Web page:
REVIEW: White Material

White Material
Directed by: Claire Denis
Written by: Claire Denis, Marie N’Diaye, & Lucie Borleteau (screenplay)
Starring: Isabelle Huppert, Christopher Lambert, Nicolas Duvauchelle, and William Nadylam

When viewed through an American lens, the new film by French director Claire Denis has an almost eerily identifiable allegory to our society.  It follows Maria (Isabelle Huppert) as she tries to cling to her way of life as the French colonial society in Africa crumbles.  The economy and the very fabric of society are tanking, and she and her family’s wealthy coffee plantation are at stake.

Maria is not solely sympathetic.  Her stubbornness and white arrogance have led her to a place where she thrives while many around her are left to suffer in poverty and death.  Denis gets this point across not just by putting Maria in the midst of this chaos, but by showing us first-hand the toll of poverty in the form of child soldiers.

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BEST PICTURE NOMINEE: The Social Network


The Social Network
Directed by: David Fincher
Written by: Aaron Sorkin
Starring: Jesse Eisenberg, Andrew Garfield, Justin Timberlake, and Armie Hammer

There are girls playing PlayStation in the next room, and you’re uploading internet code.  Such are the ways of kings in the 21st century, and one of the keenest insights made in David Fincher’s The Social Network.

As you probably know by now, this is “The Facebook Movie.”  It’s also a potent drama, fueled by stories and themes as ancient as both stories and themes.  Betrayal, identity, and the nature of friendship are all at the core of Aaron Sorkin’s stunning screenplay.  The Sorkin/Fincher pairing, however unlikely, pays off in spades.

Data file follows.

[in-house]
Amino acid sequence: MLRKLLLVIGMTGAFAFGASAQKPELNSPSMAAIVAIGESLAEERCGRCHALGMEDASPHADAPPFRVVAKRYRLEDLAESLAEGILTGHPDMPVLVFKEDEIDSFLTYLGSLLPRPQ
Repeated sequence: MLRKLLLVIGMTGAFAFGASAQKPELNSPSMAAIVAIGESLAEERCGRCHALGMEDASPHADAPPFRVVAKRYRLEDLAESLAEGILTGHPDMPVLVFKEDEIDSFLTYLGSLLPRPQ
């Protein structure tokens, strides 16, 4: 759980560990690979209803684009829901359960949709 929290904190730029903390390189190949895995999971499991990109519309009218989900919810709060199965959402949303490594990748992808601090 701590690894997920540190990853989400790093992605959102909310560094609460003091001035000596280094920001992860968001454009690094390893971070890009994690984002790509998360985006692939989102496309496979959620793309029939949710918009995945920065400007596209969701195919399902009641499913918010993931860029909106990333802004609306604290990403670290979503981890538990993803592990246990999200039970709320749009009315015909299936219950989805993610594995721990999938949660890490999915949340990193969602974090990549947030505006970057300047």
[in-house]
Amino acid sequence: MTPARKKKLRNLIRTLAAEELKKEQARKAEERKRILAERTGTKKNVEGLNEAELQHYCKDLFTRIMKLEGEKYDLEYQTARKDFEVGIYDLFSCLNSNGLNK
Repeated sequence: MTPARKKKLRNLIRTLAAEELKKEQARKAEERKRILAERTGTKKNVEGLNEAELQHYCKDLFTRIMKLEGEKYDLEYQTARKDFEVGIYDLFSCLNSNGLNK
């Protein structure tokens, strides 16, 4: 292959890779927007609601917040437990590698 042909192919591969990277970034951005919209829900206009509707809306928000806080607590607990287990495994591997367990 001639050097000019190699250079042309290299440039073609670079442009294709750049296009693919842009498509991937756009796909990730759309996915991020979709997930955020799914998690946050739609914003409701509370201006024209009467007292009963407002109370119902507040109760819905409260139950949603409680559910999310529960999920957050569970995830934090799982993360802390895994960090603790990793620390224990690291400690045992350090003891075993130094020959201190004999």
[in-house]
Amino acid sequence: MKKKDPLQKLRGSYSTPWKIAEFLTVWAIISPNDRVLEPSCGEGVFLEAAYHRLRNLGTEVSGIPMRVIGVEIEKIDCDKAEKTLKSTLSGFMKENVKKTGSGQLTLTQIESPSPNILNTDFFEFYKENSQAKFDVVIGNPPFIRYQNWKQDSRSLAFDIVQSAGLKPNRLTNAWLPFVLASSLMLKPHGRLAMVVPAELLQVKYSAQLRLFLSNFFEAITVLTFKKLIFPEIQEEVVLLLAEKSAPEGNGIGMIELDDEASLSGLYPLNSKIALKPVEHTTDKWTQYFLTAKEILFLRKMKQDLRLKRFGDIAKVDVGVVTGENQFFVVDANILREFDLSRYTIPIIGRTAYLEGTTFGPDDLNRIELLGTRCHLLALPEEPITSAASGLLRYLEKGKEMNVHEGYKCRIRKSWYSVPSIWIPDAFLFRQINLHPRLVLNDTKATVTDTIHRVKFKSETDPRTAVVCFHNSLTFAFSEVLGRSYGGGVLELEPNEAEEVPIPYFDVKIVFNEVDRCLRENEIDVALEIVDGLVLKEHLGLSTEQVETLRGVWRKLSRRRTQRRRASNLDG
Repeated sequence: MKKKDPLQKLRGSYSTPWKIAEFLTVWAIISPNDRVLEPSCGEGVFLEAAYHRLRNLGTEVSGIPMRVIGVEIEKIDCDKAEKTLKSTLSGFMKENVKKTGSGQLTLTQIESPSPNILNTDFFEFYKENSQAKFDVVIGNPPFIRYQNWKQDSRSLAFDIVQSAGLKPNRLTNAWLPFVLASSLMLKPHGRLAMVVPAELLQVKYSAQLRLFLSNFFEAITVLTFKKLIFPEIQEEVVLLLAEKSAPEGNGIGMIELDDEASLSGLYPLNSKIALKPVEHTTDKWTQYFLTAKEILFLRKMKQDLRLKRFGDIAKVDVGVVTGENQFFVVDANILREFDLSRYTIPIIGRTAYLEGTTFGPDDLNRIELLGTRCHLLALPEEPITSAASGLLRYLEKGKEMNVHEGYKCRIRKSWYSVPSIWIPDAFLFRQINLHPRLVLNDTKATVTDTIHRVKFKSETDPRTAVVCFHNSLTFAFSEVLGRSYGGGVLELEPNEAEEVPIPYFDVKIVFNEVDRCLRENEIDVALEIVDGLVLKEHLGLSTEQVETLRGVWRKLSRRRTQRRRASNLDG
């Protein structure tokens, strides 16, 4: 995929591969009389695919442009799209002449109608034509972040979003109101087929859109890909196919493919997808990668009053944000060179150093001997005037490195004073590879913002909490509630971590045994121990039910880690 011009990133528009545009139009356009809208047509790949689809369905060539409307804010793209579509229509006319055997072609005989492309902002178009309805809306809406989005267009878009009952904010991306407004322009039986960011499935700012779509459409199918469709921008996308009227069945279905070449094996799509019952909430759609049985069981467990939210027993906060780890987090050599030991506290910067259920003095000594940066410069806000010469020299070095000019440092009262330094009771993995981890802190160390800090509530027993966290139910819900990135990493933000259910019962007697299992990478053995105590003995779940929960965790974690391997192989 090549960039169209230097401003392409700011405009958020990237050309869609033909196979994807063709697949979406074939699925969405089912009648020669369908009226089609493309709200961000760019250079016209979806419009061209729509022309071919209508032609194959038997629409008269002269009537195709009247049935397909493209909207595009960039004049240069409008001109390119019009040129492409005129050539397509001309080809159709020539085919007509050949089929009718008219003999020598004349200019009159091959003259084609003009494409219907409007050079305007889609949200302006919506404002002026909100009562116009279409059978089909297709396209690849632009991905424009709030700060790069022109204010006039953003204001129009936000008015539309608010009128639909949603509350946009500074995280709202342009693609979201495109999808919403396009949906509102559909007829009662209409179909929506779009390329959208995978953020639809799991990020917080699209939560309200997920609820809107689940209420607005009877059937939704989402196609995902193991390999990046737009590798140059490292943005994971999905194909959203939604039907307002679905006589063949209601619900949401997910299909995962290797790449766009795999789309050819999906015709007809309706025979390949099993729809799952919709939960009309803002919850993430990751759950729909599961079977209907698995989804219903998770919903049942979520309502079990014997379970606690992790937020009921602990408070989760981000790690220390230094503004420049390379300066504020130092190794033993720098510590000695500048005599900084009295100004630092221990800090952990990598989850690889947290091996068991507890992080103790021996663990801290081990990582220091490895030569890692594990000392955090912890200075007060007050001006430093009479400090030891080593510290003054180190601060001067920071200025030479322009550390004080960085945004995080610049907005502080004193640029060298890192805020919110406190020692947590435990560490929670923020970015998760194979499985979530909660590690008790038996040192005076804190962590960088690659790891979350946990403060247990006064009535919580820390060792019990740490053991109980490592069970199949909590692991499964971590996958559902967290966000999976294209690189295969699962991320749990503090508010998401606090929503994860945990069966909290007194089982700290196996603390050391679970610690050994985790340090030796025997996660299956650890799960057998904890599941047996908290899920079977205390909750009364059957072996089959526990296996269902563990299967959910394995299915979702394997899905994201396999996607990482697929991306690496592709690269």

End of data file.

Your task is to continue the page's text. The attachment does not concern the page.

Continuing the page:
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Quick Oscar Nomination Predictions 2011

CyniCritics has complied its quick, yet bold list of predictions without a stutter for the 2011 Academy Award nominations which will be announced this Tuesday. It’s not our fault for playing things on the white swan side; it’s been quite a predictable season. Don’t expect a list of surprises or shockers when the nominees are revealed. Sure there will be a few slip ups and a few that incept themselves in, but with 10 slots and Pixar in the mix, this is no wild west of Oscar races. So go ahead, update your statuses, well unless you live in the Ozarks, in which case you probably shouldn’t talk about the Oscars… or have a Facebook.

Best Picture

The Social Network

The King’s Speech

Black Swan

The Kids Are All Right

Inception

The Fighter Continue reading

The Best Movies of 2010

Communication and identity were big themes in 2010 (and every other year), right alongside isolationism on top and kids (and their toys) growing up to mounting uncertainty.  The films, as they always do, reflect that.  The best ones had none of the problems that their characters often face, and though there are thousands of tireless idiosyncrasies among this year’s releases, it’s the bigger connections that are important, and we’ve left one out.  All of the films on this list are wonderful, if each in their own way.  So here’s a toast to the great, the weird, the insightful, the funny, and the heartbreaking, and here’s hoping Transformers 3 doesn’t prevent 2011 from being just as good if not better.